Police investigating after toddler sexually assaulted at Marshfield shelter

MARSHFIELD, Wis. (WSAW) --- The Marshfield Police Department is investigating an alleged sexual assault on a toddler at a Marshfield transitional shelter that closed earlier this week.

Marshfield Police Chief Rick Gramza told NewsChannel 7 his department is investigating an alleged incident where a teenage boy between 13-15 years-old sexually assaulted a 3-year-old girl at the Frederic Ozanam Transitional Shelter at 505 E. Depot Street in Marshfield.

The shelter, which abruptly closed Tuesday, is run by the St. Vincent de Paul organization. It opened in 2014 and provided families with transitional living in an apartment-like atmosphere.

Marshfield Mayor Chris Meyer told 7 Investigates Friday the shelter filled a need in the community that other similar organizations did not, as this shelter was more focused on housing families rather than individuals.

He was told by St. Vincent de Paul members as of Tuesday all but one family has been relocated. He was unsure of the status of the last family.

Meyer said because the shelter is owned privately the city does not play much of a role in its future, though he said he is hopeful there will be some kind of solution in early 2018 or sooner so families can get the resources they need.

Meyer said he attended a meeting between St. Vincent de Paul, the Personal Development Center, North Central Community Action, Compassion in Action, and Mary's Place, which are all organizations helping with similar, but specialized community needs, as the organization search for a partnership and plan for the shelter.

Investigators believe the teen assaulted the toddler in a commons area when the child's parents were at work. The girl was in the care of someone else and ended up alone in the commons area with the teen, Gramza said.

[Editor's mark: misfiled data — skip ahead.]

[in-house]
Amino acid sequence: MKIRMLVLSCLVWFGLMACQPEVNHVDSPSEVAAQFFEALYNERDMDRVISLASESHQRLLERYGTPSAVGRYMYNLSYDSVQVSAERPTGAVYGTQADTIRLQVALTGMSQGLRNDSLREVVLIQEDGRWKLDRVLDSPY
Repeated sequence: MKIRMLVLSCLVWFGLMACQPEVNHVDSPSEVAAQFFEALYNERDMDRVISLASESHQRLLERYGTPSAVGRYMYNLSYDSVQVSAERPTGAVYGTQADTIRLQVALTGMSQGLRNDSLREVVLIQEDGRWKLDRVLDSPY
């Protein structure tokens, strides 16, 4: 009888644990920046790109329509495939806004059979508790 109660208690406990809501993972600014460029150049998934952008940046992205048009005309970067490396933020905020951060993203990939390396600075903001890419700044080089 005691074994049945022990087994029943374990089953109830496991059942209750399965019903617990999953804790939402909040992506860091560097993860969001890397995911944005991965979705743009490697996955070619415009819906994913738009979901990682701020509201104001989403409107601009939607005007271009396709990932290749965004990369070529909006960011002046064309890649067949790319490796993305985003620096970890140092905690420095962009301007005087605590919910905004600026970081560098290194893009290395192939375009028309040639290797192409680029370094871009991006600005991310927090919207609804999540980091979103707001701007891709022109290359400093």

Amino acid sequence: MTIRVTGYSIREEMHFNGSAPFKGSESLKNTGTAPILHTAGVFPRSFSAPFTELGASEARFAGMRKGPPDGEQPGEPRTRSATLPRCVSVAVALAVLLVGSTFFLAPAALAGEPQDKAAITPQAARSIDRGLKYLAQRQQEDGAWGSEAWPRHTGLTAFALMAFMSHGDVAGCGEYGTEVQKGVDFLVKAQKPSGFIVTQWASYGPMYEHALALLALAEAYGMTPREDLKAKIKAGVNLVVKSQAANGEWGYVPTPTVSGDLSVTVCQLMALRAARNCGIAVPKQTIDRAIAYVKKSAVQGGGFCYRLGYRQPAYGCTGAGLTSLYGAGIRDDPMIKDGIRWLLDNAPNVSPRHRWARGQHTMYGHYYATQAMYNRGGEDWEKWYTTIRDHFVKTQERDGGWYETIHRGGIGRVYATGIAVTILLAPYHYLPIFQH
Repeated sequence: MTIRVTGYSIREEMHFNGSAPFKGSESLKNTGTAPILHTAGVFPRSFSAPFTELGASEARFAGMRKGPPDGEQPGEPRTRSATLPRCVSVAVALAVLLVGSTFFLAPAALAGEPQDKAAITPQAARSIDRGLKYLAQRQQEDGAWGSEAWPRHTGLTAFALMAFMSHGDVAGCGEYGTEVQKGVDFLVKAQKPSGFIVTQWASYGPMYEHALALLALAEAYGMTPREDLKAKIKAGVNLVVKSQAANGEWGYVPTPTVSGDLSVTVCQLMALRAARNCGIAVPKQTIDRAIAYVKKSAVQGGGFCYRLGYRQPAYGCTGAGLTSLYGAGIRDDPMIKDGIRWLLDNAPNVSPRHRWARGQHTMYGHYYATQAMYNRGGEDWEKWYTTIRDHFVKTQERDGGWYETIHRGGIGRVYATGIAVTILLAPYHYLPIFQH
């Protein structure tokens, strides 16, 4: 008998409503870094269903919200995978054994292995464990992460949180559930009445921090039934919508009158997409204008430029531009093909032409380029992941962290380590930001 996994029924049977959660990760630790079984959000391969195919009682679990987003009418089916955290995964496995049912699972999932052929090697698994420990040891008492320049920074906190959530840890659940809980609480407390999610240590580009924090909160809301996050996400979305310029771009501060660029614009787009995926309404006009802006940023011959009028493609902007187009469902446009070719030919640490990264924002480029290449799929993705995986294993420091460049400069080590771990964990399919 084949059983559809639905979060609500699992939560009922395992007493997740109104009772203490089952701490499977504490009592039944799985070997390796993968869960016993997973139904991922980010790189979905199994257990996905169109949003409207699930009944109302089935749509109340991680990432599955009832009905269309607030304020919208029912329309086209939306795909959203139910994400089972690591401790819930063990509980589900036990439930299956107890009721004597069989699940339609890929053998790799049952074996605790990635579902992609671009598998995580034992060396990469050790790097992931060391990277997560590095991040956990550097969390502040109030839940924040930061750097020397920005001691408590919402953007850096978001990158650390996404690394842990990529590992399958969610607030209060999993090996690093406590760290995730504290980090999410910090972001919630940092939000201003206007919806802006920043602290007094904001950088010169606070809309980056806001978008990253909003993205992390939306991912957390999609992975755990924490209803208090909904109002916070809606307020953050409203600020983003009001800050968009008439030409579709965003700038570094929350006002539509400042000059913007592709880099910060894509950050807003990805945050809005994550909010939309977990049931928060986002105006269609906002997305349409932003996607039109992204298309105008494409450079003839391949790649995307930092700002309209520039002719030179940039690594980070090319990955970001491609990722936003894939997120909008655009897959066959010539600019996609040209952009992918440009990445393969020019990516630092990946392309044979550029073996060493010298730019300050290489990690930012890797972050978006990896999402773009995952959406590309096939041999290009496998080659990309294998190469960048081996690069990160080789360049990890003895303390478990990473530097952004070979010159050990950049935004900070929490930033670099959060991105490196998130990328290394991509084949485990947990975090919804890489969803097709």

A woman that used to live at the shelter, Taberah Israel, told 7 Investigates she witnessed a 14-year-old boy molest the 3-year-old girl on Oct. 30.

"I flipped out. I went and got the staff," she said, "and I said 'come and look, he's touching this little girl. Come and stop it.'"

Israel said it is protocol and policy that residents contact staff if an incident happens. 7 Investigates has reached out to the St. Vincent De Paul organization to confirm policies, but have not heard back.

"And then she came in there and she was just like 'well no, he wasn't doing anything. I didn't see nothing.' And then went back in her office, she was eating her lunch, I saw it and I went back and I was like 'what are you going to do about it?' And she said, 'well I was about to eat my lunch,'" Israel said.

She called the girl's parents and got a hold of the boy's dad to get him to stop the behavior. She said staff did nothing to help the situation. The girl's parents called police and Israel told investigators what she saw. She said after police left, the shelter's director told her she had 48 hours to leave the shelter.

"And I was like 'why? It's snowing outside. I have a son, like what do you mean I have to leave?' And she told me it was none of my business and that I was gossiping about something that wasn't true,'" Israel said.

Gramza also confirms that his department is investigating a different incident of domestic abuse that happened in the shelter. He said the victim told investigators she was told not to talk with police as well. Police are investigating these claims.

"It's hard enough for victims to come forth and report it and if there's an obstacle in the way that's preventing them from reporting it, obviously we frown upon that and don't support that whatsoever," Gramza said.

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